I am thankful for both approaches, but I don't think I've ever come away with such an impression of their fusion as at Birreria Zaragoza. And I mean this as a very high compliment. At Zaragoza, it seemed more that a Chris Bianco was behind my meal than someone's abuela. While I really appreciate both separately, this restaurant is a great example of what can happen when they meet. While so many ethnic food restaurants still have to be cajoled and convinced into selling gringos more traditional food, Zaragoza embraces the challenge head-on. And I really got the sense this was a tradition they (don't remember for sure which of the family I talked to that left me with this impression) decided to learn and practice rather than just inherited.

    Aesthetics aside, Birreria Zaragoza unquestionably serves the best goat I've ever had.
    Last edited by Aaron Deacon on August 24th, 2009, 3:58 pm, edited 1 time in total.
  • Post #4 - August 24th, 2009, 3:13 pm
    Post #4 - August 24th, 2009, 3:13 pm Post #4 - August 24th, 2009, 3:13 pm
    I don't know whether to hug you for such a perfect nomination, or to cry...for no longer living close enough to eat at Birrieria Zaragoza any time I want. Of the multitude of hidden culinary gems LTHers have introduced me to over the years, this is easily in my top 3.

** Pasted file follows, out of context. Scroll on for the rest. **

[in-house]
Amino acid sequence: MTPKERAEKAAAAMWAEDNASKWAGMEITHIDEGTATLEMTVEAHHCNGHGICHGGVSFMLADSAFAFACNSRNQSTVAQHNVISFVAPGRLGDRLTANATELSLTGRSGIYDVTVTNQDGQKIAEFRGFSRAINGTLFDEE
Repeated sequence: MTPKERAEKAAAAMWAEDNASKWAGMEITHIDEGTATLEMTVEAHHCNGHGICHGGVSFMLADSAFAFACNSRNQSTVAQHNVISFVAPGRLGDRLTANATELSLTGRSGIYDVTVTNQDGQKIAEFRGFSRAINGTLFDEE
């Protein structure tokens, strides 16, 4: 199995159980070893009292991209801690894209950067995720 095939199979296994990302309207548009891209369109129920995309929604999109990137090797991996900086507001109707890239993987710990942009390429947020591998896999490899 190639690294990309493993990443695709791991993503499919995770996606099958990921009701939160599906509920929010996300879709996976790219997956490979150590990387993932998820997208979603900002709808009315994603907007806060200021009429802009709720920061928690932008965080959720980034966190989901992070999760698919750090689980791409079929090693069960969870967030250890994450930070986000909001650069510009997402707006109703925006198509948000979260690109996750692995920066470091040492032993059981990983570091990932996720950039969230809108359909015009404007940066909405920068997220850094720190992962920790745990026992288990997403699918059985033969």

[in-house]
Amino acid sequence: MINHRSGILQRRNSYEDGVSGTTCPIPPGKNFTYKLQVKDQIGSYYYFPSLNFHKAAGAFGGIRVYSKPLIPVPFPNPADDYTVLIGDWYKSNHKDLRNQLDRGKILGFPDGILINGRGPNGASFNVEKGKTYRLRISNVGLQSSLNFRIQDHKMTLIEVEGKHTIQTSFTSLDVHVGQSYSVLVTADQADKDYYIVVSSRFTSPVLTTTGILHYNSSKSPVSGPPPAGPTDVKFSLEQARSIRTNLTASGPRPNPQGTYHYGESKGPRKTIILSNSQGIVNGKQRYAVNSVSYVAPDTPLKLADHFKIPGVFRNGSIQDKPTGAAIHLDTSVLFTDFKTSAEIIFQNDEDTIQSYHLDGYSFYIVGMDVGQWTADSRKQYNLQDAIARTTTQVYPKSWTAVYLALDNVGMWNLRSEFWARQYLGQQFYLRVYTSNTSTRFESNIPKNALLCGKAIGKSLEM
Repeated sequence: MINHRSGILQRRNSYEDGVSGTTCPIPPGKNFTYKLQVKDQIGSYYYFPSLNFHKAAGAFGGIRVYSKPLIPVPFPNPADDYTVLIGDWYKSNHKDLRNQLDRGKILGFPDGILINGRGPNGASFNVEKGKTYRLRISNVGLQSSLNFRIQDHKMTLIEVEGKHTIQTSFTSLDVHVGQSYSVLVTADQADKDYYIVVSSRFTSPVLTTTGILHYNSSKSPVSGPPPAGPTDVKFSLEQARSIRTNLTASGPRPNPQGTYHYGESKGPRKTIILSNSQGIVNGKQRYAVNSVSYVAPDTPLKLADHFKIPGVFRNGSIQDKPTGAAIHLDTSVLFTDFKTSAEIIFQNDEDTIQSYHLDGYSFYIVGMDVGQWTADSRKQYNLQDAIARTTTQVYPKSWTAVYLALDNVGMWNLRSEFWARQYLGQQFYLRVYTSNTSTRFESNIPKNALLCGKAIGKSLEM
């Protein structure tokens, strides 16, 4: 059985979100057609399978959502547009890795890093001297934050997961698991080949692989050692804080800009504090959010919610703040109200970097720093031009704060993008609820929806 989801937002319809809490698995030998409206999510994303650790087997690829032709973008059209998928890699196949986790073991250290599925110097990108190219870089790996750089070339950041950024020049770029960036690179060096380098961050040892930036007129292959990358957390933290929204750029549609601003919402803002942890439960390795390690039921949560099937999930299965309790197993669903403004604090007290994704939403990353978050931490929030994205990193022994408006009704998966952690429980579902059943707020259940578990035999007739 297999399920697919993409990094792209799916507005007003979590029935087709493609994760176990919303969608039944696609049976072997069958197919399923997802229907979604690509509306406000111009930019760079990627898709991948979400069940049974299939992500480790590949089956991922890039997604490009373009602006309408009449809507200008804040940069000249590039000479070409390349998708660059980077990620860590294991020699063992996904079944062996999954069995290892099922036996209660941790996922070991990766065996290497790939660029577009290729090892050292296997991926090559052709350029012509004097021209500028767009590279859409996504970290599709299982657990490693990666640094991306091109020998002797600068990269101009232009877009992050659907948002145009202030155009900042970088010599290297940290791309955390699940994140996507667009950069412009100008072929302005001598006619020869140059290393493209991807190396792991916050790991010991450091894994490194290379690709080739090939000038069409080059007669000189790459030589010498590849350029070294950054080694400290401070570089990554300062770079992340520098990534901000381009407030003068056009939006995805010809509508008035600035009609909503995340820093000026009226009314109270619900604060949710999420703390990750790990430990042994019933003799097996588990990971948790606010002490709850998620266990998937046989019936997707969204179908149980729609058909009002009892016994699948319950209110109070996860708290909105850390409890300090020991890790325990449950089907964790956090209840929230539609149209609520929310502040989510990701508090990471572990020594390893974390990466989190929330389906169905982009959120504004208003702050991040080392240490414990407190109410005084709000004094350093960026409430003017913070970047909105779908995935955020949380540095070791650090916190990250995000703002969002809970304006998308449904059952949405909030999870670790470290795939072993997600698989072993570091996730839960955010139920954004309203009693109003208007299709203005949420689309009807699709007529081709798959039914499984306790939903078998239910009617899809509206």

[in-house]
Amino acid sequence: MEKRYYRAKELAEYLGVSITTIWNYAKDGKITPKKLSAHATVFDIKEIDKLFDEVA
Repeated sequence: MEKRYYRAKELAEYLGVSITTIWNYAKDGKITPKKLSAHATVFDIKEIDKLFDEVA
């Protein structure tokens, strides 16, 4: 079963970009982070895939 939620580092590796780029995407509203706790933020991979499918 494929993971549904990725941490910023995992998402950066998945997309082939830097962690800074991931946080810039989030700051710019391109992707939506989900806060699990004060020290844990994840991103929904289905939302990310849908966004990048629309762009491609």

Now, can someone FedEx me a steaming plate of Zaragoza's birria, please?
  • Post #5 - August 24th, 2009, 10:34 pm
    Post #5 - August 24th, 2009, 10:34 pm Post #5 - August 24th, 2009, 10:34 pm
    Aaron Deacon wrote:And it's easy for me to judge from afar, but in some sense, I think the board's been remiss too, because amidst the long, meandering, fawning threads on Smoque and Kuma's and flavor-of-the-day X, I find the relative paucity of posts on Birreria Zaragoza astounding. I hope (and think it's right) that the distance/inconvenience handicap is in play in Zaragoza's favor when voting time comes around.

    Aaron—thanks for the thoughtful post. In addition to your many great points, I also think that a lot of folks, even hardcore foodies, think they don’t really like goat. And even those who do might think birria is something that can be good, but not…that good. (I know I did.) There are a lot of pretty mediocre bowls to be had around the city, bowls made in a style which has little in common with what is on offer at Zaragoza.